As with previous full-size iPads, the Air is built around the display. And what a display it is. With a resolution of 2048-x-1536 pixels, the high-resolution Retina screen packs 264 pixels per inch. (That's about a million more pixels than a traditional 1080p HDTV.) It's not as dense as the iPhone or the iPad mini Retina, but it's more than detailed enough to qualify as high resolution. The dense pixel layout makes individual dots of light difficult to discern with the human eye; the results are on-screen fonts that appear as smooth as those in a high-quality, backlit magazine — and photos, as well as HD movies, that look fantastic.
The only drawback with such a high-quality display is that apps and content that weren't originally meant to be seen in high resolution look pixelated and blurry. Thankfully, most developers have updated their apps to take advantage of the Retina display, which debuted on the iPad 3 in early 2012, and Web content continues to evolve for higher resolutions.
The iPad has matured in virtually every way possible since its debut in 2010. The iPad Air (shown here sitting on top of a first-generation iPad) is faster, slimmer, lighter and it has a high-resolution screen and two cameras — neither of which the first iPad had.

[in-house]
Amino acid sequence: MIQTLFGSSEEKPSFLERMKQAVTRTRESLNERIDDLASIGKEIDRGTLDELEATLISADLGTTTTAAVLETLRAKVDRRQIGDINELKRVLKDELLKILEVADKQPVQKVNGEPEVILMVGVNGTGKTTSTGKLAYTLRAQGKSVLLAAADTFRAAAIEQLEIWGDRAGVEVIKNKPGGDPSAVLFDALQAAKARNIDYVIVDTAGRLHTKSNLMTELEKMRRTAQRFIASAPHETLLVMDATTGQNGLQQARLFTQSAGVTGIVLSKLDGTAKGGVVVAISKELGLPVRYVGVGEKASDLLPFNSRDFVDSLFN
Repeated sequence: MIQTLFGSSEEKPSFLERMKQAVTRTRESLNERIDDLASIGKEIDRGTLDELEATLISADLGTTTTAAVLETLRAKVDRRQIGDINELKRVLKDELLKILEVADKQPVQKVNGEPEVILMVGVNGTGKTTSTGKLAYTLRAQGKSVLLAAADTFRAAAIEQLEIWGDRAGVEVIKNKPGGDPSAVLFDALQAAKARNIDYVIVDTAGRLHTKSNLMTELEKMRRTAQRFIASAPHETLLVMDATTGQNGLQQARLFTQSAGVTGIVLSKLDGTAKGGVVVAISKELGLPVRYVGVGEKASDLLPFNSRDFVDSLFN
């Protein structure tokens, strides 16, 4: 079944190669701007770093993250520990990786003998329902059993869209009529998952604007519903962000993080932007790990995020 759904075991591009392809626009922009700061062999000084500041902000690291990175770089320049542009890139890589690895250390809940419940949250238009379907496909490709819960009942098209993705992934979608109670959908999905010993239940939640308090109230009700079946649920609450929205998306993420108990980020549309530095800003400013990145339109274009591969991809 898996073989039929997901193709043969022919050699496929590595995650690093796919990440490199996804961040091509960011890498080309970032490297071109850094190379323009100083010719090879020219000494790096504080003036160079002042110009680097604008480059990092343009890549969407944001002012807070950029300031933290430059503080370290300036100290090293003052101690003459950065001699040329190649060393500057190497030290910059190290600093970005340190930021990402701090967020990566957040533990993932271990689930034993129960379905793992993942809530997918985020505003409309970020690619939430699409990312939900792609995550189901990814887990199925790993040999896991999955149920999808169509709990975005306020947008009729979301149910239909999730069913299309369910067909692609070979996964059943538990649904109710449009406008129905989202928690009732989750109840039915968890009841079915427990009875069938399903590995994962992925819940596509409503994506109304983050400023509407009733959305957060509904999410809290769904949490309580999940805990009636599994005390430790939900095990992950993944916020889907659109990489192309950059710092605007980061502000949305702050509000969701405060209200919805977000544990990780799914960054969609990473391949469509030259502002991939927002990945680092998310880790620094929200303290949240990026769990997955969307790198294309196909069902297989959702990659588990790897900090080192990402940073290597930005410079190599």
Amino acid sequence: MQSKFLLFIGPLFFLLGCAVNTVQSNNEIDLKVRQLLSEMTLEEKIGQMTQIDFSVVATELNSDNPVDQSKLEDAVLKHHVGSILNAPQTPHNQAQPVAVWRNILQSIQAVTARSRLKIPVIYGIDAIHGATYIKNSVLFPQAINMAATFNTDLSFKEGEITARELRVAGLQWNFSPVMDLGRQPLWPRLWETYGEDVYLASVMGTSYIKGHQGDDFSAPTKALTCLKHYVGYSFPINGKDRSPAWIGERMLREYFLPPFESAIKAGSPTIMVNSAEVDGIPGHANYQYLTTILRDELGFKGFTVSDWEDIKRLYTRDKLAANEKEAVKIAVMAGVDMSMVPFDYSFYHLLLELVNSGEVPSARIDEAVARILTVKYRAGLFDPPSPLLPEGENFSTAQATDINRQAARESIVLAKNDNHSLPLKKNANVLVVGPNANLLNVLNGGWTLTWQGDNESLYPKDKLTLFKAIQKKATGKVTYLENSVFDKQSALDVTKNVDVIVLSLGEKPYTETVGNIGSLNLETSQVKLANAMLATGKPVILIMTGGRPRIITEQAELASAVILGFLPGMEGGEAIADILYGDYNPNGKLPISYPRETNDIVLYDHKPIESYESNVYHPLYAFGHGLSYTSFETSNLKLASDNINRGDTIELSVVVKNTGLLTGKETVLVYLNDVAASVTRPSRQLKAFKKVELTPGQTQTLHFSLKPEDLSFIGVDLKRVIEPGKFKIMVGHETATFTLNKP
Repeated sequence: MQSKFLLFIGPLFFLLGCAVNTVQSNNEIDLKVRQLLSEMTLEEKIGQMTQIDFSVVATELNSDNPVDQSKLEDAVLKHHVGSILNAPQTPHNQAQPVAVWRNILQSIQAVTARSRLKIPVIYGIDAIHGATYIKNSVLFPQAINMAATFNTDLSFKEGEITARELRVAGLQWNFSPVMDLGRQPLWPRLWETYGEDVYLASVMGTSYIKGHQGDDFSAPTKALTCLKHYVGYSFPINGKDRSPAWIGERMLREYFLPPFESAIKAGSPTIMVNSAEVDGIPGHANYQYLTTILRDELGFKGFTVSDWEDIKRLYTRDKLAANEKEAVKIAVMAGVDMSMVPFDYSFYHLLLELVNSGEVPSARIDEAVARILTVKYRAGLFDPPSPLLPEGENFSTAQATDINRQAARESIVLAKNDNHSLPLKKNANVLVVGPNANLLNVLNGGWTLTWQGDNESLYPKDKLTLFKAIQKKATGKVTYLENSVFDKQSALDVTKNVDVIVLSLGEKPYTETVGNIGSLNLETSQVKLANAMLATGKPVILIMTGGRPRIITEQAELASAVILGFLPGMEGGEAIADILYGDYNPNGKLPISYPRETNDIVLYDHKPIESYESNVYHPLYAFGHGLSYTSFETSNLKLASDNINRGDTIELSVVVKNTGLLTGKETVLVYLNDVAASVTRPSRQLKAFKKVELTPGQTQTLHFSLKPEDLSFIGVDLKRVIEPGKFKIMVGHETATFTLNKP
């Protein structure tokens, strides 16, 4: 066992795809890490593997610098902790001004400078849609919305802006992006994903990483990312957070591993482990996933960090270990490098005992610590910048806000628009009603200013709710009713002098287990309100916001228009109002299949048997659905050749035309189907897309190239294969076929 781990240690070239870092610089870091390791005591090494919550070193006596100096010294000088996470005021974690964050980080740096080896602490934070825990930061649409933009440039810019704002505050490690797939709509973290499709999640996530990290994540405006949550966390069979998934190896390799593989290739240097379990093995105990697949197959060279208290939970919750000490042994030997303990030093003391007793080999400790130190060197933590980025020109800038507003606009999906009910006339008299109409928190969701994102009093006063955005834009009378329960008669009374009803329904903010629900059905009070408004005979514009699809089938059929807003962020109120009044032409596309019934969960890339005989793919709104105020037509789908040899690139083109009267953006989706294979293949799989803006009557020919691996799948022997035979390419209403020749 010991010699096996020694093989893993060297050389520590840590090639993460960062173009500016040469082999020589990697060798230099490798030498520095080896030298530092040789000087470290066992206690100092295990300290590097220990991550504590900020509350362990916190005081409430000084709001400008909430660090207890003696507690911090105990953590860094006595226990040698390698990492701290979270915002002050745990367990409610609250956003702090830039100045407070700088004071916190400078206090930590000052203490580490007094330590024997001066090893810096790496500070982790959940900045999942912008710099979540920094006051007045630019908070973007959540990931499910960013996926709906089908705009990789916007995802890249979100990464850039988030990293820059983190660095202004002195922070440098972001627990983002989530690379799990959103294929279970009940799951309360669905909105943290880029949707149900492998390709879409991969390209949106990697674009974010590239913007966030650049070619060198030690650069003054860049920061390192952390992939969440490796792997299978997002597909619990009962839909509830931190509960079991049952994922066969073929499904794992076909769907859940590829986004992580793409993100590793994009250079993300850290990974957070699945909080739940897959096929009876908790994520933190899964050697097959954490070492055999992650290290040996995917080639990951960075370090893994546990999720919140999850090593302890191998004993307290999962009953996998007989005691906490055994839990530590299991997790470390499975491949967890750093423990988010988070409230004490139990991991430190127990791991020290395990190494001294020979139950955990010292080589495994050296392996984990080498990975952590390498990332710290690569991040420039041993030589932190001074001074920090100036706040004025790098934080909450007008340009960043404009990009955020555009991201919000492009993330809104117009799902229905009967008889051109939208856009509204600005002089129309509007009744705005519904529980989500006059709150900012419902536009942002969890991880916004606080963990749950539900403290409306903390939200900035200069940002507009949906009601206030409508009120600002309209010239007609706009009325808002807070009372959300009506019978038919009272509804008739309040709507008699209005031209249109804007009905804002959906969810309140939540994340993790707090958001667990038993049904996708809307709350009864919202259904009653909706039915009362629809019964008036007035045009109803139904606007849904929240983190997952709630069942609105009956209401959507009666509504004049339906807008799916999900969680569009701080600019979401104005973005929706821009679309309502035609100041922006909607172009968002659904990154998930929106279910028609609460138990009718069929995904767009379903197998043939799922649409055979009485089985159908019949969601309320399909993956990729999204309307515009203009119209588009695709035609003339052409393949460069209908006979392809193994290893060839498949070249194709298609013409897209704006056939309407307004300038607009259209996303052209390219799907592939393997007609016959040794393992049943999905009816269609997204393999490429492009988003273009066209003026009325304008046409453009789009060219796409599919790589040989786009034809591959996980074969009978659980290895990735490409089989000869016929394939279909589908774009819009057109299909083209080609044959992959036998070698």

Same screen size, smaller tablet
Despite the same-sized display, the iPad Air is noticeably smaller than its predecessor. Measuring 6.6 x 9.4 x .29 in., the new model boasts an enclosure that has 24% less overall volume than before. (It's also 28% lighter and 20% thinner.) The iPad Air with LTE weighs slightly more, at 1.05 lb., but that difference is negligible.
In slimming down the Air, Apple engineers narrowed the bezel around the screen — it's most obvious when the iPad is held in portrait mode. The thicker borders of the previous generation made it easy to hold the tablet without triggering the multitouch sensors in the display; fortunately, Apple managed to tweak the iPad's software so that inadvertent screen touches are rare.
As in previous years, the iPad Air comes in any color you want — as long as it's white or black. The white version — Apple calls it Silver — features a white bezel bordering the display, with shiny silver chamfered accents and a less shiny silver rear casing. The Space Gray model features black borders and darker aluminum accents. Both look sharp; both feel great in the hand.
Each model comes with one of four storage options. As before, storage doubles with each $100 increment, starting at $499 for the 16GB model and rising to $799 for the top-end 128GB model. If you require cellular connectivity, there's a Sprint/AT&T/Verizon/T-Mobile compatible model at each storage level for $129 more. (Note that the LTE models also come equipped with GPS, for more precise location awareness than the Wi-Fi-only models.)
Sign up for CIO Asia eNewsletters.